Benevolent Services, Dangerous Messages
A variety of benevolent services are provided for people with disabilities. But these same services can also carry dangerous messages for children and adults and their families.
Your articles open the eyes of the staff that I work with. Keep up the passion you have for this. Systems change happens a little at a time, but we will spread the word. Many people have responded to your insights, telling me they had never before viewed people with disabilities in the light you shine upon the issues.
Jim, person with a disability
and professional in the field
Beyond Tunnel Vision
When we see a person primarily through the lens of the disability, we may be unable to see anything beyond the diagnosis. Let's go beyond tunnel vision so we can see a person's strengths, abilities, talents, etc., as well as options, possibilities, and strategies to ensure a person can live the life of his or her dreams!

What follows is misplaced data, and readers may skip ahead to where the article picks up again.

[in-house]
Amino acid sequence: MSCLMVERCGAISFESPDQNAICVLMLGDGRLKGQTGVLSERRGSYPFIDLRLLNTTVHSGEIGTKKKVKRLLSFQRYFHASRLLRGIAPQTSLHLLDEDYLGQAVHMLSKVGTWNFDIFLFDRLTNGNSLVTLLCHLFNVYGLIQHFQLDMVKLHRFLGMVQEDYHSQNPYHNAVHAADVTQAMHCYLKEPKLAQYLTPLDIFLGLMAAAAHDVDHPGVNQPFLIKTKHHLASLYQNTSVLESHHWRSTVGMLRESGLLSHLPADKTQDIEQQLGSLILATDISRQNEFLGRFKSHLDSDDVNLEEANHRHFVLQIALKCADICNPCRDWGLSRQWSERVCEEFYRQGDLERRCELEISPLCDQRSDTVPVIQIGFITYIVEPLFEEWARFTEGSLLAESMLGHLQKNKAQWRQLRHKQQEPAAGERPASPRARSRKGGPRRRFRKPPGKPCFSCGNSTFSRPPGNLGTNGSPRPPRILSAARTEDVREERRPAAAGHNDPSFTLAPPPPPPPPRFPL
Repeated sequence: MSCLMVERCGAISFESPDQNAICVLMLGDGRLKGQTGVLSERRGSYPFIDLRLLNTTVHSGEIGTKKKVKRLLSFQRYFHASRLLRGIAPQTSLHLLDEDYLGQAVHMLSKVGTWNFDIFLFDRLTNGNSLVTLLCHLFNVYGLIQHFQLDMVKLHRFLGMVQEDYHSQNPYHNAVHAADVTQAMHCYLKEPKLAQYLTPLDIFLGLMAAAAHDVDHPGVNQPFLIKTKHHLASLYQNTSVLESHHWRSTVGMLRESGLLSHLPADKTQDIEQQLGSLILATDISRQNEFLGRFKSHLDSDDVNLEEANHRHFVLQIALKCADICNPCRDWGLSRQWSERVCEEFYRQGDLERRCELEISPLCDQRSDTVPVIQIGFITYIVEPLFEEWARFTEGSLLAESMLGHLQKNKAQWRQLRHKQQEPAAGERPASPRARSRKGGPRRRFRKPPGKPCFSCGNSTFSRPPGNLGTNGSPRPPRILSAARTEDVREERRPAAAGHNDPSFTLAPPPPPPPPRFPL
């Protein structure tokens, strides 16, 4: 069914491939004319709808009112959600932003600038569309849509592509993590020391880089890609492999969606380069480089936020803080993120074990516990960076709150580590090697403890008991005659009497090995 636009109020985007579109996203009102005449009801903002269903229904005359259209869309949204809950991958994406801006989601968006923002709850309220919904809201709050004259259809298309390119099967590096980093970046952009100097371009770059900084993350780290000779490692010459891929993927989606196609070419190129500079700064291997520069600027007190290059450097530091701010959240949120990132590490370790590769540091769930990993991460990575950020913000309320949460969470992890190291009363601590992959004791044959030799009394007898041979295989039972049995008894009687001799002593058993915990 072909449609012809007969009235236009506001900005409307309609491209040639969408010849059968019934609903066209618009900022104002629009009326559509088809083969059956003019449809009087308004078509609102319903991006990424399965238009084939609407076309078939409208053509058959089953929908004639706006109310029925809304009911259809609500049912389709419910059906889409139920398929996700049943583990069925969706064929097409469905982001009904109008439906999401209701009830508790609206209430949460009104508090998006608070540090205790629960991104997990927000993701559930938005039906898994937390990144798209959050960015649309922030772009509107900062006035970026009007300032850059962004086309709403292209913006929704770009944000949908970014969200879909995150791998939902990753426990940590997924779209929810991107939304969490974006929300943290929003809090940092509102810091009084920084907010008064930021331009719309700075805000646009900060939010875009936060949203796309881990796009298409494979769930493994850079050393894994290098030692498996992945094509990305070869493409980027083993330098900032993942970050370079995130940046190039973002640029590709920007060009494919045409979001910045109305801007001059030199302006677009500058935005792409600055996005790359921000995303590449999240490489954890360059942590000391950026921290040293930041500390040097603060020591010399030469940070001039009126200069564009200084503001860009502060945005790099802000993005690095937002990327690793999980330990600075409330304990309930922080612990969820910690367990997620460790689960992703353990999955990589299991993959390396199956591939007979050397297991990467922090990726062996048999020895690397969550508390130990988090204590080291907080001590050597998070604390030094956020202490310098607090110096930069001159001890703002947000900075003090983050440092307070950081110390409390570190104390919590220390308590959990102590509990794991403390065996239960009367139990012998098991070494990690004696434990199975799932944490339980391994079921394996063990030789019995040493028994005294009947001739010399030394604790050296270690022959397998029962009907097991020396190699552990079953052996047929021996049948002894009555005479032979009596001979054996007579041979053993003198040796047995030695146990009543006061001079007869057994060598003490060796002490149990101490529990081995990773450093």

Call to Action
A young man with a disabilities issues the "call" to children and adults with disabilities:"Get out there and take your rightful place in society!"
Out with "can't-thinking"! Let's look at the strengths and abilities of children and adults with disabilities and create a can-list!
Consequences of Segregation
Segregating children and/or adults with disabilities in "special" places doesn't only have negative consequences on those who are segregated, it also exerts a negative influence on society-at-large.
Is it possible you might have "mathematics disorder" or even the dreaded "noncompliance with treatment disorder"? We're treading treacherous waters when we embrace all the nonsense in the DSM-IV.
Dental Patient by Roy Gerstenberger
In this eye-opening article, a human services agency director ponders the relationship between people with disabilities and the service system, and asks some important questions for us to consider.